The reason why this doesn’t happen when people are consuming carbohydrates is because insulin is a storage hormone, and when insulin levels are high (they increase when glucose is consumed), the body can’t tap into fat stores to provide energy. As such, when you drop glucose levels, insulin also drops and you have a virtually endless supply of stored or incoming energy to pull from.
Basically, your metabolism does a 180; your body shifts from a carbohydrate and sugar-burning metabolism to a fat-burning metabolism.
Sounds great, right? So, how do you actually do keto?
One of the biggest sticking people face with keto is getting the macros right. Because there is essentially a “carb budget” you’re working with, it becomes a bit of a tedious process when first starting out to stick to this budget, which means careful tracking of everything you eat.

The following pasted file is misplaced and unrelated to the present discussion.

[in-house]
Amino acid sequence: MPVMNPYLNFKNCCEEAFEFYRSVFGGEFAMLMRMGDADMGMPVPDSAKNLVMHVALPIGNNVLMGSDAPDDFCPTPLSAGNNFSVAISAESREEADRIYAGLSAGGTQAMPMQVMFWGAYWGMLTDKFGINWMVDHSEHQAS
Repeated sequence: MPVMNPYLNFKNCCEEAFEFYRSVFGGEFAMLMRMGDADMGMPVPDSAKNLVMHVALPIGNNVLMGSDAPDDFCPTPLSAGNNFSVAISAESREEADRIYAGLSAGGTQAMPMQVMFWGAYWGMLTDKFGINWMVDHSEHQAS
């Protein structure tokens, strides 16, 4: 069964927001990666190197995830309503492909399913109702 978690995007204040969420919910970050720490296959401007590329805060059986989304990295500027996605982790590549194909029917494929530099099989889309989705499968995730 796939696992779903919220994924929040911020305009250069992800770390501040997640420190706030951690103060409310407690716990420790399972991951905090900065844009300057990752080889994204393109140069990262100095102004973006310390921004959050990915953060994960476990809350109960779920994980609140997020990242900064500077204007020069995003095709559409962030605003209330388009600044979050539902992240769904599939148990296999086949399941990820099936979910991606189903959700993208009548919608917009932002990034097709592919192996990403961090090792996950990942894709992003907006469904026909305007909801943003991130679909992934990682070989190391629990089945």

Basically, everyone has a certain carb threshold they must adhere to in order to keep their body in fat burning mode. And this threshold is more than just looking at the carb count of a food; it’s actually looking at the net carb count.
For most people, keto means around 5% total energy intake is coming from carbs, which translates to somewhere between 20 and 30g of net carbs.
Net carbs = total carbohydrates – fiber
This ‘net carb allotment’ is based around the amount of glucose that can circulate in your bloodstream while still allowing your body to produce ketones. Too much glucose and your body won’t create ketones; it needs to be that sweet spot that provides some glucose but not enough to actually provide you with substantial energy and limit ketone production.